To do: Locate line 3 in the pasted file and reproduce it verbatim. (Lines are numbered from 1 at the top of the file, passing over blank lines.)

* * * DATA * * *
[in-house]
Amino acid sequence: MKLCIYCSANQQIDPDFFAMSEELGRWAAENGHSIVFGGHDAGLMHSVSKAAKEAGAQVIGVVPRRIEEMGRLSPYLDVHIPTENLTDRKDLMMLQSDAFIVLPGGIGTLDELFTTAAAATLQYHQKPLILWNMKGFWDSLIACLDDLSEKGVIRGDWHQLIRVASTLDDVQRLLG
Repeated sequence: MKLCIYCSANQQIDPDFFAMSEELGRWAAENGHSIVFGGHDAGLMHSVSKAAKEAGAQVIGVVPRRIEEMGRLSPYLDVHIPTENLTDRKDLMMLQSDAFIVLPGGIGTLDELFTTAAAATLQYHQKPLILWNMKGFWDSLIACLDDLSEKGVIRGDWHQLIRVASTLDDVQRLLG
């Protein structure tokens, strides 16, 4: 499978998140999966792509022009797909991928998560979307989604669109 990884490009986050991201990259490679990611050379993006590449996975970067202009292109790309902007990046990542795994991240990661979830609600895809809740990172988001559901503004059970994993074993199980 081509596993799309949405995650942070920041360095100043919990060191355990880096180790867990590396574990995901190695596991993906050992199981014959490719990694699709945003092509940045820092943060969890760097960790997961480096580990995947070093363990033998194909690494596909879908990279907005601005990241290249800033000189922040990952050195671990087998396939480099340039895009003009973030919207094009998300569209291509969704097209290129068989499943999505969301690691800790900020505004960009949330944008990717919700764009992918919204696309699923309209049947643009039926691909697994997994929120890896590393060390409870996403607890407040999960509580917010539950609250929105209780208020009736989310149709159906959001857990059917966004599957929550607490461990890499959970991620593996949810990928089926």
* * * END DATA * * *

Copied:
Repeated sequence: MKLCIYCSANQQIDPDFFAMSEELGRWAAENGHSIVFGGHDAGLMHSVSKAAKEAGAQVIGVVPRRIEEMGRLSPYLDVHIPTENLTDRKDLMMLQSDAFIVLPGGIGTLDELFTTAAAATLQYHQKPLILWNMKGFWDSLIACLDDLSEKGVIRGDWHQLIRVASTLDDVQRLLG